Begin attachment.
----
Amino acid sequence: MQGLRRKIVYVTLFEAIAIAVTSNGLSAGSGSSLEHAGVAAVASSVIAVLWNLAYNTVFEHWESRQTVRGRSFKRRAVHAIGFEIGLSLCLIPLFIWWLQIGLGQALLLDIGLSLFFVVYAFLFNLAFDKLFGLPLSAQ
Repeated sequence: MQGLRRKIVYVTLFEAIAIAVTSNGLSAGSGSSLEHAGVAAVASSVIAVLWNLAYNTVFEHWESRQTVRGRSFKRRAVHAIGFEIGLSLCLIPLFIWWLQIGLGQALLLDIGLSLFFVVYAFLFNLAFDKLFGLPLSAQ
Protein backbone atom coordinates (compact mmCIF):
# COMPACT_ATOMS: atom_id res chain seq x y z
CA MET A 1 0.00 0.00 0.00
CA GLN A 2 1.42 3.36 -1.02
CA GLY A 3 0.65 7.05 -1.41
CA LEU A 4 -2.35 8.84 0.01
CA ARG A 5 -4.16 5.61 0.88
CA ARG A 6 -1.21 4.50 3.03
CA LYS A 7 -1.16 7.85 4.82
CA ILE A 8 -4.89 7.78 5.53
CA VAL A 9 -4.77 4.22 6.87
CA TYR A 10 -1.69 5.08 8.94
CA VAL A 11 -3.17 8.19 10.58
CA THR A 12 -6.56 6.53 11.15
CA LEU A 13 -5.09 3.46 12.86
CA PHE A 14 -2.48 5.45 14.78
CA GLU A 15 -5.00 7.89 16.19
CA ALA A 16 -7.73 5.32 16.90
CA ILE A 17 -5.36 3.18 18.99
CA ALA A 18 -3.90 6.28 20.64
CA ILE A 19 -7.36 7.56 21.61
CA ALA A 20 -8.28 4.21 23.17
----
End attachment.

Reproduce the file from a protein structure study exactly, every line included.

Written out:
Amino acid sequence: MQGLRRKIVYVTLFEAIAIAVTSNGLSAGSGSSLEHAGVAAVASSVIAVLWNLAYNTVFEHWESRQTVRGRSFKRRAVHAIGFEIGLSLCLIPLFIWWLQIGLGQALLLDIGLSLFFVVYAFLFNLAFDKLFGLPLSAQ
Repeated sequence: MQGLRRKIVYVTLFEAIAIAVTSNGLSAGSGSSLEHAGVAAVASSVIAVLWNLAYNTVFEHWESRQTVRGRSFKRRAVHAIGFEIGLSLCLIPLFIWWLQIGLGQALLLDIGLSLFFVVYAFLFNLAFDKLFGLPLSAQ
Protein backbone atom coordinates (compact mmCIF):
# COMPACT_ATOMS: atom_id res chain seq x y z
CA MET A 1 0.00 0.00 0.00
CA GLN A 2 1.42 3.36 -1.02
CA GLY A 3 0.65 7.05 -1.41
CA LEU A 4 -2.35 8.84 0.01
CA ARG A 5 -4.16 5.61 0.88
CA ARG A 6 -1.21 4.50 3.03
CA LYS A 7 -1.16 7.85 4.82
CA ILE A 8 -4.89 7.78 5.53
CA VAL A 9 -4.77 4.22 6.87
CA TYR A 10 -1.69 5.08 8.94
CA VAL A 11 -3.17 8.19 10.58
CA THR A 12 -6.56 6.53 11.15
CA LEU A 13 -5.09 3.46 12.86
CA PHE A 14 -2.48 5.45 14.78
CA GLU A 15 -5.00 7.89 16.19
CA ALA A 16 -7.73 5.32 16.90
CA ILE A 17 -5.36 3.18 18.99
CA ALA A 18 -3.90 6.28 20.64
CA ILE A 19 -7.36 7.56 21.61
CA ALA A 20 -8.28 4.21 23.17